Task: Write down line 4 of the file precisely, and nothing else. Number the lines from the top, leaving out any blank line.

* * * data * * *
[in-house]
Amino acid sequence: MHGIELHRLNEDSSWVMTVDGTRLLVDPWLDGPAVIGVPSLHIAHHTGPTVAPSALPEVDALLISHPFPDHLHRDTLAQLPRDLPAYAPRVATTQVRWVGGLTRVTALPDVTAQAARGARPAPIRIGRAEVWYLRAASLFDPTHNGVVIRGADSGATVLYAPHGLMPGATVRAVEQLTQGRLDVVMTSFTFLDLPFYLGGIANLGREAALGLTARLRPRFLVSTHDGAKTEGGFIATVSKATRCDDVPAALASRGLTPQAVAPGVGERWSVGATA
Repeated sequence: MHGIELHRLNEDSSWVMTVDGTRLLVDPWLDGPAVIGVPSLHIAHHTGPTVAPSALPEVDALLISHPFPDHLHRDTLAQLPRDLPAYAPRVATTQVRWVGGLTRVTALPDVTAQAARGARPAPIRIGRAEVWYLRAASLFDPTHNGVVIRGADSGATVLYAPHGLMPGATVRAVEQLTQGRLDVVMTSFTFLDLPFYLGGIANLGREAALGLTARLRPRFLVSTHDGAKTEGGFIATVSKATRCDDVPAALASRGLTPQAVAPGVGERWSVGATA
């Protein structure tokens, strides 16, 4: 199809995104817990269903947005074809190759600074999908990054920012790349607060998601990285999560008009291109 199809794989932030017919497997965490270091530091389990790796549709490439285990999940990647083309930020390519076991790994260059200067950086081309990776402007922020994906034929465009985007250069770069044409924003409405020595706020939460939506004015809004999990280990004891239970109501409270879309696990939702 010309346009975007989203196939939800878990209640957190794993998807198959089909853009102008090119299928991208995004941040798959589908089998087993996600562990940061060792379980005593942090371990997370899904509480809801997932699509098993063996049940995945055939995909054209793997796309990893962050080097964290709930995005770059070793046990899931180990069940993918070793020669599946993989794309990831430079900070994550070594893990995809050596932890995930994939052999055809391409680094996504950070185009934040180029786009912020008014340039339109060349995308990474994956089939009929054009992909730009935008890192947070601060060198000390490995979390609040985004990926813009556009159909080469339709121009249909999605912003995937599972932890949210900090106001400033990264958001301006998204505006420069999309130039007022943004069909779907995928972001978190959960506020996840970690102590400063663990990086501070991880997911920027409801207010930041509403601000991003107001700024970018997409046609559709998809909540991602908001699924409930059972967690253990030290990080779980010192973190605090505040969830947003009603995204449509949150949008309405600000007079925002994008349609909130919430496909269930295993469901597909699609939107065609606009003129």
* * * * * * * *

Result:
């Protein structure tokens, strides 16, 4: 199809995104817990269903947005074809190759600074999908990054920012790349607060998601990285999560008009291109 199809794989932030017919497997965490270091530091389990790796549709490439285990999940990647083309930020390519076991790994260059200067950086081309990776402007922020994906034929465009985007250069770069044409924003409405020595706020939460939506004015809004999990280990004891239970109501409270879309696990939702 010309346009975007989203196939939800878990209640957190794993998807198959089909853009102008090119299928991208995004941040798959589908089998087993996600562990940061060792379980005593942090371990997370899904509480809801997932699509098993063996049940995945055939995909054209793997796309990893962050080097964290709930995005770059070793046990899931180990069940993918070793020669599946993989794309990831430079900070994550070594893990995809050596932890995930994939052999055809391409680094996504950070185009934040180029786009912020008014340039339109060349995308990474994956089939009929054009992909730009935008890192947070601060060198000390490995979390609040985004990926813009556009159909080469339709121009249909999605912003995937599972932890949210900090106001400033990264958001301006998204505006420069999309130039007022943004069909779907995928972001978190959960506020996840970690102590400063663990990086501070991880997911920027409801207010930041509403601000991003107001700024970018997409046609559709998809909540991602908001699924409930059972967690253990030290990080779980010192973190605090505040969830947003009603995204449509949150949008309405600000007079925002994008349609909130919430496909269930295993469901597909699609939107065609606009003129």